Outplacement, preparing for an interview

Preparing for an interview

preparing-for-an-interviewFor those who have been out of work for some time or are new to the job market entirely, the interview process can often represent a significant stumbling block. Interviews can be more than a little nerve-wracking – particularly for those who are unsure of what’s expected of them, so it’s important that job searchers take time before their first interview to perfect a suitable approach. Through preparing for an interview, they needn’t be scary or daunting and these tips will help you prepare you to perform your best.

Simulation

If you don’t know what to expect from an interview scenario then you’re always going to be taken by surprise. The expression ‘better the devil you know’ holds especially true in relation to interview prep so the more you practice with simulated interviews and sample questions, the better prepared you’ll be for the real thing. There is no way of knowing in advance what questions will be asked but you can anticipate and pre-empt interview questions by carefully analysing job specifications and identifying key competencies.

Preparation

Preparing for an interview requires more than a little practice. Nerves are natural, so you can expect them on the morning of your interview, but there’s a lot that you can do beforehand to help you deal with them effectively. Going to bed early and getting a good night’s sleep will leave you refreshed and ready for the next morning and it’s important that you get up in time to prepare yourself a large, satisfying breakfast. Leave with plenty of time to get to your destination in order to avoid the additional stress of arriving late and flustered. Exercising before your interview releases endorphins and suppresses negative energy which will put you in a positive frame of mind before the interview.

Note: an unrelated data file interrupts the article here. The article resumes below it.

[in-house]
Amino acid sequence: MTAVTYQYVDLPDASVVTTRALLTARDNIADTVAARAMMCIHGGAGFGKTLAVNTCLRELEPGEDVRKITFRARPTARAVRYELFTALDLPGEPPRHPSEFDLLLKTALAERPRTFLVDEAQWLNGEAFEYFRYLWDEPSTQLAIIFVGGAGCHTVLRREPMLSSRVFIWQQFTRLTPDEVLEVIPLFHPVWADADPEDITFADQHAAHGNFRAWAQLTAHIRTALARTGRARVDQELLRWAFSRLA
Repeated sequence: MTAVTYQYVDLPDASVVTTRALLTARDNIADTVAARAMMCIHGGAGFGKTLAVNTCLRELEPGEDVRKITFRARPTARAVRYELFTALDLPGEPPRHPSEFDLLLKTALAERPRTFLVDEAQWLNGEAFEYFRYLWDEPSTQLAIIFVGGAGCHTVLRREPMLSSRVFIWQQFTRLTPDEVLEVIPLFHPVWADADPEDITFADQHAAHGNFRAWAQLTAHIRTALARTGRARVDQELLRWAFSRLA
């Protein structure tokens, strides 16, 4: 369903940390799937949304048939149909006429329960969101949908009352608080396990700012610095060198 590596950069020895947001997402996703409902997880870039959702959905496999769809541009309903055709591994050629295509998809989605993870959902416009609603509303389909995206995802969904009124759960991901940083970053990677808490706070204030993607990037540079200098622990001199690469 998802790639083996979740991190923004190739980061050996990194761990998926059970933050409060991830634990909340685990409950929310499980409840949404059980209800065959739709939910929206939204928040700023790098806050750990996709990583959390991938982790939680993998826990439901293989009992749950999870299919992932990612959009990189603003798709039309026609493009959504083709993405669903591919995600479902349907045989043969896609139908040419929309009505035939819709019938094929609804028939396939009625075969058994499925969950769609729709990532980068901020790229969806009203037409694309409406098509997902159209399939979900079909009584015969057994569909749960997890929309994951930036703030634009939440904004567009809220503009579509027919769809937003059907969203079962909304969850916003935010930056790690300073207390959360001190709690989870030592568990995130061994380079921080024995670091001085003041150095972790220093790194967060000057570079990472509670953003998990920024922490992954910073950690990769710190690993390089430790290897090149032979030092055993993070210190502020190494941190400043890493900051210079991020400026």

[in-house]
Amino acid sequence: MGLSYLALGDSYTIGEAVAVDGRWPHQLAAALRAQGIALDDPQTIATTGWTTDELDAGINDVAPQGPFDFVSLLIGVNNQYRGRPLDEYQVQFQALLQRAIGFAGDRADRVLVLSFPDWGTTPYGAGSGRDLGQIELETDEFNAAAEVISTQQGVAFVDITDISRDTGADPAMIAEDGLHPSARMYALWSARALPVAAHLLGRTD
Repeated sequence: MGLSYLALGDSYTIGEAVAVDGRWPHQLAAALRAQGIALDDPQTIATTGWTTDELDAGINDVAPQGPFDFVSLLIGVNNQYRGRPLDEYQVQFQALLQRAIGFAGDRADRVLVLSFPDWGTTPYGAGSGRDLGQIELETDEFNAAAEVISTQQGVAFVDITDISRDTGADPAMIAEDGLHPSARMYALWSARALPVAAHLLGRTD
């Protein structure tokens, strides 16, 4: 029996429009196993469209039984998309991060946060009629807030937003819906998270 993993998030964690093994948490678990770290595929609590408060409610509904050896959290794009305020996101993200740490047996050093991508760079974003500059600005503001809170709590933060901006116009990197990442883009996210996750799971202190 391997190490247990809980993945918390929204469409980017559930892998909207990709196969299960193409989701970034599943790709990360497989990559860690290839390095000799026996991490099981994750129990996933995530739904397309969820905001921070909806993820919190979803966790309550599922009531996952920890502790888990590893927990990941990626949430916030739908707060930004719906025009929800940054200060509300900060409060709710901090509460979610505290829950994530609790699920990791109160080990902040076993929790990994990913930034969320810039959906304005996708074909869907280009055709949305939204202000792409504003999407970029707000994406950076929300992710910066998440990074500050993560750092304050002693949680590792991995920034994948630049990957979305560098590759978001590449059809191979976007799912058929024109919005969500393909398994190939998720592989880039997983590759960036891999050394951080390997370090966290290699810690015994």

Presentation

The way that you present yourself to prospective employers will help to determine how they formulate their first impressions of you. No-one will be expecting a full makeover but it’s important that you make an effort with your appearance – smart business dress is very much the order of the day for most employers. Try not to go overboard with makeup, aftershave or perfume.

Interaction

In most instances, the candidates that have made it to the interview stage will have already impressed with their CVs and application forms, so face-to-face interviews are a means of determining whether or not you’re suitable on a personal level. Employers like to bring in people who will be an asset to their team as much as a cog in the workforce, so those who come across as friendly and personable will have a better chance of being offered the job than those who fail to let their personalities shine through. If you can charm your interviewers then all the better – if they like you on a personal level then the battle’s almost won.

Patience

The final piece of advice when you’re preparing for an interview is to be patient. You won’t be automatically offered a job just because you’ve attended an interview and a rejection letter shouldn’t be taken as any criticism of your skills or experience. It’s easy to be disheartened once you’ve been turned down for one, two or more jobs but it’s important to keep your chin up – keep up the momentum and eventually your chance will come.

Renovo is one of the UK’s leading providers of outplacement and career transition support. We work with both organisations and individuals to support all their career transition requirements. If you would like to understand how Renovo can help you please call 0800 612 2011 or email info@renovo.uk.com